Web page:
Kostin said that Russia's child abductions constituted the largest deportation of European children since World War II.

“Russia is actively erasing their Ukrainian identity and inflicting unbelievable emotional and psychological damage,” said Latvian President Edgars Rinkevics during the conference.

“What makes it even worse is that Russia proudly exhibits its actions."

In March 2023, the International Criminal Court (ICC) issued arrest warrants for Russian President Vladimir Putin and Russian Children’s Rights Commissioner Maria Lvova-Belova, for allegedly overseeing the forced deportations of Ukrainian children to Russia.

Vlasenko said the trauma of being detained in Russia caused her to lose weight, and her hair started falling out.

“It was so hard to be alone in this environment, with everyone telling me terrible things about Ukraine,” she said.

Before you skip this banner, we want to tell you something…

The Kyiv Independent doesn’t depend on a wealthy owner or an oligarch — in 2023, 80% of our revenue was from reader contributions . It’s thanks to them that we don’t have to rely on a single owner.

Support us now and help maintain our independent model and keep our articles free for everyone. Your contributions allow us to cover journalists’ salaries, report from the front lines, and fund projects like our War Crimes Investigations Unit.

visa masterCard americanExpress

News Feed

1:35 AM

CNN: Allies debating what commitment to give Ukraine on NATO membership.

The United States and allies are debating what to commit to Ukraine's NATO membership at the upcoming 75th anniversary summit in Washington, CNN reported on June 19. U.S. officials are reportedly facing criticism from European countries for not willing to go as far as countries closer to Russia would prefer.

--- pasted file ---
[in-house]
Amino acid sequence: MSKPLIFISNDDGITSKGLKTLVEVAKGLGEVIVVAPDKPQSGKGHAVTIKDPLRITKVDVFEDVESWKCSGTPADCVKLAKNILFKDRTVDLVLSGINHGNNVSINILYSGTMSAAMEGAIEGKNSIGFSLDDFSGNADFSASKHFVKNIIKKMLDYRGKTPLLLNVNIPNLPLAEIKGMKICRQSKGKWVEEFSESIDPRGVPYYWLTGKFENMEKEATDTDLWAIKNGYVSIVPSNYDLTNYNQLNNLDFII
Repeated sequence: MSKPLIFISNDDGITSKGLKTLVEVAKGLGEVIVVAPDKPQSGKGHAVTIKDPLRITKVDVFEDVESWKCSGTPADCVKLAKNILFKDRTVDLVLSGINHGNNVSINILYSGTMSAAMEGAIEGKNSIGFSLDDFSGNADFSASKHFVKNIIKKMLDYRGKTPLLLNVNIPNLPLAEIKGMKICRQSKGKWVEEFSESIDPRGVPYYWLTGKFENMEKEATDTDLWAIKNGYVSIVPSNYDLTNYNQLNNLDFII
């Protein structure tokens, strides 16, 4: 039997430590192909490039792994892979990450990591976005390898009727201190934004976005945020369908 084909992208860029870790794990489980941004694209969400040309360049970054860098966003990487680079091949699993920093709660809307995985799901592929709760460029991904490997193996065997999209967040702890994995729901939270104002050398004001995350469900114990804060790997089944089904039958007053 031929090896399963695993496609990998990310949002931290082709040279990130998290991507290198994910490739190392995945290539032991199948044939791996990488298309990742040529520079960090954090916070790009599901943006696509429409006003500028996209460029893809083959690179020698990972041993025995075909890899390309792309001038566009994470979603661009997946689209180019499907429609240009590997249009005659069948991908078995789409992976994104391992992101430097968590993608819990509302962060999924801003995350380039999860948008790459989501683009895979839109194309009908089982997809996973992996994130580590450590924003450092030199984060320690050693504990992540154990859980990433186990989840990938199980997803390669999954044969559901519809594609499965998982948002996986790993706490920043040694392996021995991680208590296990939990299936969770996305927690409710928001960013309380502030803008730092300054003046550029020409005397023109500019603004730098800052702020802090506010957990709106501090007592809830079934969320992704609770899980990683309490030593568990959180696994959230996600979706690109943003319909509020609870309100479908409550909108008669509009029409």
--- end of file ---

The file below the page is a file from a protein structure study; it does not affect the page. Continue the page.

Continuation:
Ukraine Daily
News from Ukraine in your inbox
Ukraine news
Please, enter correct email address
12:22 AM  (Updated: )

Source: Investigators preparing to charge anti-corruption activist Shabunin.

Shabunin, who joined the Armed Forces of Ukraine as a volunteer at the beginning of Russia's full-scale invasion in 2022 and has served since then, denied the accusations and said the cases were fabricated. He believes the cases to be a political vendetta against him by the President's Office, including President Volodymyr Zelensky's deputy chief of staff Oleh Tatarov.
10:14 PM

Ukraine restores ferry service with Georgia.

The sea voyage from the city of Chernomorsk in Ukraine's Odesa Oblast to Batumi in Georgia will be the first between the countries since the beginning of the full-scale invasion.
8:15 PM

EU, Ukraine finalize text of security deal.

The EU is expected to join 16 countries, including the U.S., Japan, U.K., Germany, and France, that have signed similar bilateral treaties to help Kyiv repel Russia's aggression.

Editors' Picks

Enter your email to subscribe
Please, enter correct email address
* indicates required
* indicates required
* indicates required
* indicates required
* indicates required


* indicates required
* indicates required


* indicates required
* indicates required


* indicates required
Successfuly subscribed
Thank you for signing up for this newsletter. We’ve sent you a confirmation email.